Beluga by Midnights Garden
It is a pleasure for me to write this post, as I consider the Beluga Whale to be one of the most beautiful creatures on earth. Often called White Whales, the Belugas (Beluga meaning "White One" in Russian) are, for me, the closest a living thing can be to an Angel. They are very popular with, and have good relations with, the human race, and have even been known to save human lives on occasion.
Its proper name is Delphinapterus leucas, the latter part meaning white, the former meaning "without fins", as the Beluga has no dorsal fin. This makes it easier for the animal to swim under the Arctic ice. The Beluga is about 13 to 20 feet (4 to 6.1m) long, and are smallish in whale standards. They weigh about 3,300 pounds (1500kg), with males being slightly larger than females. This makes them smaller than most whales. Another difference between the Beluga and other whales is the fact that their neck vertebrae are not fused. This allows them far greater mobility in the head and neck, and also more facial expressions. It is this which allows them to have that beautiful smile, for which they are known they are known and loved.
The Beluga is also known for the varied sounds it makes, and has been given the name "Sea Canary" as a result. These sounds are so loud that they can even be heard above the surface of the water. They not only use a huge range of clicks, whistles, and clangs, but can also mimic many other sounds. This proliferation of diverse sounds allows for high levels of communication, and indeed the Beluga is a very sociable animal. You can hear some of their squeaks, clicks and calls here on the BBC Website.
Beluga Whale by jspad
They have a large melon dome on top of their heads, which makes it look as if they have an extremely large brain. This protuberance is malleable, and the Beluga can change the shape of its head by blowing air around its sinuses. It is thought to contain a very fine oil, which is used as a way to focus the sonar waves it produces to sense its surroundings.
They usually swim in small groups called pods of between 2 - 25 whales, and will hunt and migrate together. The Arctic and sub-Arctic waters are the natural home of the Beluga, though fossils show that their territory expands and contracts with the extent of the Arctic Pack Ice. Belugas do sometimes migrate south into warmer waters, mainly in the summer months. The Beluga's habitat overlaps with that of its closest living relative, the Narwhal.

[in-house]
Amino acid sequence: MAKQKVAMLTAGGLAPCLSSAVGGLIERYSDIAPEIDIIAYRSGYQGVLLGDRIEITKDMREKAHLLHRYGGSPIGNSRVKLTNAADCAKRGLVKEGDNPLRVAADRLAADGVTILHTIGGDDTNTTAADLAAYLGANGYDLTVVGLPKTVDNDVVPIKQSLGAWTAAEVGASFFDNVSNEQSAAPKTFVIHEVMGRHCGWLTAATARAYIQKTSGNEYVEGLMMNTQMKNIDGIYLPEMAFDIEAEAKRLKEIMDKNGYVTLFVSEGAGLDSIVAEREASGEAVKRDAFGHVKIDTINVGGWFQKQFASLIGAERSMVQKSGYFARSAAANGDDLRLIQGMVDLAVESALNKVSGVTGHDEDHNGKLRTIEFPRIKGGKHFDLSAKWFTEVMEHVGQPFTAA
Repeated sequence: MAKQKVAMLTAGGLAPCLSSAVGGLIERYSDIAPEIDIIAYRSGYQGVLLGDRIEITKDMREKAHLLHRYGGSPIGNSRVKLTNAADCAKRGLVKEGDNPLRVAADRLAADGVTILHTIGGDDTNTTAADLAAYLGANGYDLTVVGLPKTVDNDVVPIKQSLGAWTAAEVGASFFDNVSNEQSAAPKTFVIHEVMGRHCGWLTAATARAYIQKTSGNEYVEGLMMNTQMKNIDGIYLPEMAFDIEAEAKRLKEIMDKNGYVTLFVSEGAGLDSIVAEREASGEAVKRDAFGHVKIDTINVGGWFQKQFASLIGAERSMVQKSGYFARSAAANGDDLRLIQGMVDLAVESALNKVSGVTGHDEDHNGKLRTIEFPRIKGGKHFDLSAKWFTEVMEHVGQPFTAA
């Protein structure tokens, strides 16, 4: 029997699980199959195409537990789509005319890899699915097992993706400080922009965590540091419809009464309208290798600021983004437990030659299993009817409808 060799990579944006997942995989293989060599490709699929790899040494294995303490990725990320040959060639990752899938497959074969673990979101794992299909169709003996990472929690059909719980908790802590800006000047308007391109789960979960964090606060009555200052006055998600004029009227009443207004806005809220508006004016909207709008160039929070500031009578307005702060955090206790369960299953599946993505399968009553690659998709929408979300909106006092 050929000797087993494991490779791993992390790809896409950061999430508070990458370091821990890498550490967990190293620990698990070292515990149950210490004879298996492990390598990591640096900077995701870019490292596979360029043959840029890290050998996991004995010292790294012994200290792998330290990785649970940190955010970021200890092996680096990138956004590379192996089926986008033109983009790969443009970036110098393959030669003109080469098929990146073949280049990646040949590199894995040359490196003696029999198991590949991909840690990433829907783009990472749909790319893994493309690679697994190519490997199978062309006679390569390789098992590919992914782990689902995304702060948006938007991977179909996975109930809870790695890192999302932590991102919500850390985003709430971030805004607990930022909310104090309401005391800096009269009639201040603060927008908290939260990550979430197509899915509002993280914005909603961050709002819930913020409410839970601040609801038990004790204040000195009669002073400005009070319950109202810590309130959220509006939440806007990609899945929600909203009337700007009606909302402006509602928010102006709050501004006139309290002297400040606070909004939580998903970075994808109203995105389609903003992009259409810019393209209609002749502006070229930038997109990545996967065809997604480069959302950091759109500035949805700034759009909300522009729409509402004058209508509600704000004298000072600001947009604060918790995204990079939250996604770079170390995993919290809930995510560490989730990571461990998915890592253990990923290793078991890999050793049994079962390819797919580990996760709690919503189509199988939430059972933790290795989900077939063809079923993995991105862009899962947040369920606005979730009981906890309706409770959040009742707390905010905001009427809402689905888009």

Being a slow swimmer, about 2 - 6 mph (3 to 9 kph), Beluga are opportunistic feeders. They can reach a speed for about 14mph, but only in short bursts. They feed mainly on cephalopods and crustaceans, but also on worms living on the sea-floor. A typical Beluga dive lasts for a mere 3 - 5 minutes, but they can stay under for up to 20 minutes, and have been know to dive well over 1000 feet (300m) down.
The main predators of the Beluga are Polar Bears and Orca. Orca, of course, will hunt them in the open ocean. Polar bears are able, when the Beluga become trapped in the Arctic Ice, to haul them out of the air holes as the Beluga desperately try to breathe.
Beluga Whale by Pocketwiley
The Beluga usually reproduces, once every three years, to one live calf at a time. The gestation period is 14 - 15 months. Interestingly, the calf is born a bluey-brown colour, turning grey after about a year, only changing to the more usual white after about 6 years.
The baby Beluga is about 4 - 5 feet (1.2 - 1.5 m) long, and weighs about 180lbs (80kgs). For the first 2 years of its life, the baby Beluga relies on its mother for everything, and feeds exclusively on her fatty milk (28% fat). They reach maturity aged about 8 years.
Below is a video of the birth of a beluga calf. Notice how it instinctively makes for the surface straight after coming out.
Marine Park, Beluga Whale by Travlinman43
The Beluga has a long history with Humans, being one of the first whale species in captivity. Barnum's Museum in New York City held the first captive viewing of a Beluga in 1861. Since then, it has remained one of the most popular aquatic attractions around the world.
The relation between Human and Beluga goes much further than this, however. There have been many reports of the whales' interventions when divers or swimmers get into trouble. One such story was the case of Free Diver Yang Yun, who was saved by a Beluga called Mila at Polar Land in northern China.
Yun started to experience excruciating cramps, which left her unable to reach the surface to breathe. As Yun started to choke, Mila sensed her distress, and came to her aid, gripping her leg with her mouth, and gently driving her up to the surface. Yun said:
“I began to choke and sank even lower and I thought that was it for me – I was dead. Until I felt this incredible force under me driving me to the surface.”
Read the full article here.
There's also a Beluga group on Flickr, which you can see here: Delphinapterus leucas (Beluga Whales).
I'll leave you with a video of a playful Beluga blowing bubbles and catching them at an aquarium.